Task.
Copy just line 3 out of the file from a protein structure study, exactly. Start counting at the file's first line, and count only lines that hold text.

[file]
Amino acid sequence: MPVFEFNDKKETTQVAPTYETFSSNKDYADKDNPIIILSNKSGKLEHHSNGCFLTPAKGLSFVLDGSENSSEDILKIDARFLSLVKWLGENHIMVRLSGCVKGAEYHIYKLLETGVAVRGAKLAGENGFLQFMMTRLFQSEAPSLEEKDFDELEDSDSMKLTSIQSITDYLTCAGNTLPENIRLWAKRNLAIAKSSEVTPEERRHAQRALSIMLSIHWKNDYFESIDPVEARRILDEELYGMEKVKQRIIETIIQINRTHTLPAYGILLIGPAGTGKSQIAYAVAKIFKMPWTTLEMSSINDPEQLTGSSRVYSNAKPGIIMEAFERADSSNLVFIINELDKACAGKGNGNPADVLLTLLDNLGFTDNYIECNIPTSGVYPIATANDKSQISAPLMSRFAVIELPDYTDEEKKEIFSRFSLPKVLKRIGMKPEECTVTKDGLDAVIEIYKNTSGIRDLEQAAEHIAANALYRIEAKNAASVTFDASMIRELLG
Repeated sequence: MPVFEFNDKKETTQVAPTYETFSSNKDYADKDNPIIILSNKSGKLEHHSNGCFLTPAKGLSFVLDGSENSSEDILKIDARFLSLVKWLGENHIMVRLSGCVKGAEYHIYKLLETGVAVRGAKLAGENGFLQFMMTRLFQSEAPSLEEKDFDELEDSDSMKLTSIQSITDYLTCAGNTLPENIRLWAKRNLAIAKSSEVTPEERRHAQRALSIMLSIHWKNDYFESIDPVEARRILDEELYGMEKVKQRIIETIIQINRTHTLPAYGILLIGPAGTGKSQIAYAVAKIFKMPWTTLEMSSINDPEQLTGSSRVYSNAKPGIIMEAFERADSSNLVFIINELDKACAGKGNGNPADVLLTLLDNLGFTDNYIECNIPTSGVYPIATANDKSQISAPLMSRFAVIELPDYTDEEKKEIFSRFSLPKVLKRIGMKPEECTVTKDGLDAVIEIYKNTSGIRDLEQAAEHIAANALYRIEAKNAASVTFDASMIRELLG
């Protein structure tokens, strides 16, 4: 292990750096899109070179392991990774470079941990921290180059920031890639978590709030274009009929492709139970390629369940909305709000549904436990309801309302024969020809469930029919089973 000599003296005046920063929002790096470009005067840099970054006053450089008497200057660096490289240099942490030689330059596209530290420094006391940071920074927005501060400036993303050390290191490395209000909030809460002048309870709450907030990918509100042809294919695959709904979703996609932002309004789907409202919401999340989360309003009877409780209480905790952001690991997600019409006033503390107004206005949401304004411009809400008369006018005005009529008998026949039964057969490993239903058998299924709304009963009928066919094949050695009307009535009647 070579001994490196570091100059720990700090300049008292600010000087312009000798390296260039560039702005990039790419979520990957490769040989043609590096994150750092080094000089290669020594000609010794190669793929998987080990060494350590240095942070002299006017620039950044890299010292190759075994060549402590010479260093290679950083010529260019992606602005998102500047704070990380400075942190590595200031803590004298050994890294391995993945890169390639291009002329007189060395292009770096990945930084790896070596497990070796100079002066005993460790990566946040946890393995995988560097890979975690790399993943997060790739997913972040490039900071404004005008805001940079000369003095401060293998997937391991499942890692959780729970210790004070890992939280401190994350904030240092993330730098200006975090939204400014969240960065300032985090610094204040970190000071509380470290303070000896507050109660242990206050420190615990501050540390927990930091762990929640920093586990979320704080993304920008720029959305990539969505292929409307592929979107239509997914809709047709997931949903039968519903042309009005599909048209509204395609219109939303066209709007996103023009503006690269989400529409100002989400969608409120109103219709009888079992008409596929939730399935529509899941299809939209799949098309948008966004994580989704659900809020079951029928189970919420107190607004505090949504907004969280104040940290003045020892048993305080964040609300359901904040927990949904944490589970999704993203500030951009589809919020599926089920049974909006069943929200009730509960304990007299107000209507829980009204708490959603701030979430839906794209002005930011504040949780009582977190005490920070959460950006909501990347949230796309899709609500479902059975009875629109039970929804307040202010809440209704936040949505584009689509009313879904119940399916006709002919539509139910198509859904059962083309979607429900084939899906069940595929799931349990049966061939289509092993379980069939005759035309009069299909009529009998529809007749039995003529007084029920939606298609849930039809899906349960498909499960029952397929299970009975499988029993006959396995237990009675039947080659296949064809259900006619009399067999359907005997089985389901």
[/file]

């Protein structure tokens, strides 16, 4: 292990750096899109070179392991990774470079941990921290180059920031890639978590709030274009009929492709139970390629369940909305709000549904436990309801309302024969020809469930029919089973 000599003296005046920063929002790096470009005067840099970054006053450089008497200057660096490289240099942490030689330059596209530290420094006391940071920074927005501060400036993303050390290191490395209000909030809460002048309870709450907030990918509100042809294919695959709904979703996609932002309004789907409202919401999340989360309003009877409780209480905790952001690991997600019409006033503390107004206005949401304004411009809400008369006018005005009529008998026949039964057969490993239903058998299924709304009963009928066919094949050695009307009535009647 070579001994490196570091100059720990700090300049008292600010000087312009000798390296260039560039702005990039790419979520990957490769040989043609590096994150750092080094000089290669020594000609010794190669793929998987080990060494350590240095942070002299006017620039950044890299010292190759075994060549402590010479260093290679950083010529260019992606602005998102500047704070990380400075942190590595200031803590004298050994890294391995993945890169390639291009002329007189060395292009770096990945930084790896070596497990070796100079002066005993460790990566946040946890393995995988560097890979975690790399993943997060790739997913972040490039900071404004005008805001940079000369003095401060293998997937391991499942890692959780729970210790004070890992939280401190994350904030240092993330730098200006975090939204400014969240960065300032985090610094204040970190000071509380470290303070000896507050109660242990206050420190615990501050540390927990930091762990929640920093586990979320704080993304920008720029959305990539969505292929409307592929979107239509997914809709047709997931949903039968519903042309009005599909048209509204395609219109939303066209709007996103023009503006690269989400529409100002989400969608409120109103219709009888079992008409596929939730399935529509899941299809939209799949098309948008966004994580989704659900809020079951029928189970919420107190607004505090949504907004969280104040940290003045020892048993305080964040609300359901904040927990949904944490589970999704993203500030951009589809919020599926089920049974909006069943929200009730509960304990007299107000209507829980009204708490959603701030979430839906794209002005930011504040949780009582977190005490920070959460950006909501990347949230796309899709609500479902059975009875629109039970929804307040202010809440209704936040949505584009689509009313879904119940399916006709002919539509139910198509859904059962083309979607429900084939899906069940595929799931349990049966061939289509092993379980069939005759035309009069299909009529009998529809007749039995003529007084029920939606298609849930039809899906349960498909499960029952397929299970009975499988029993006959396995237990009675039947080659296949064809259900006619009399067999359907005997089985389901």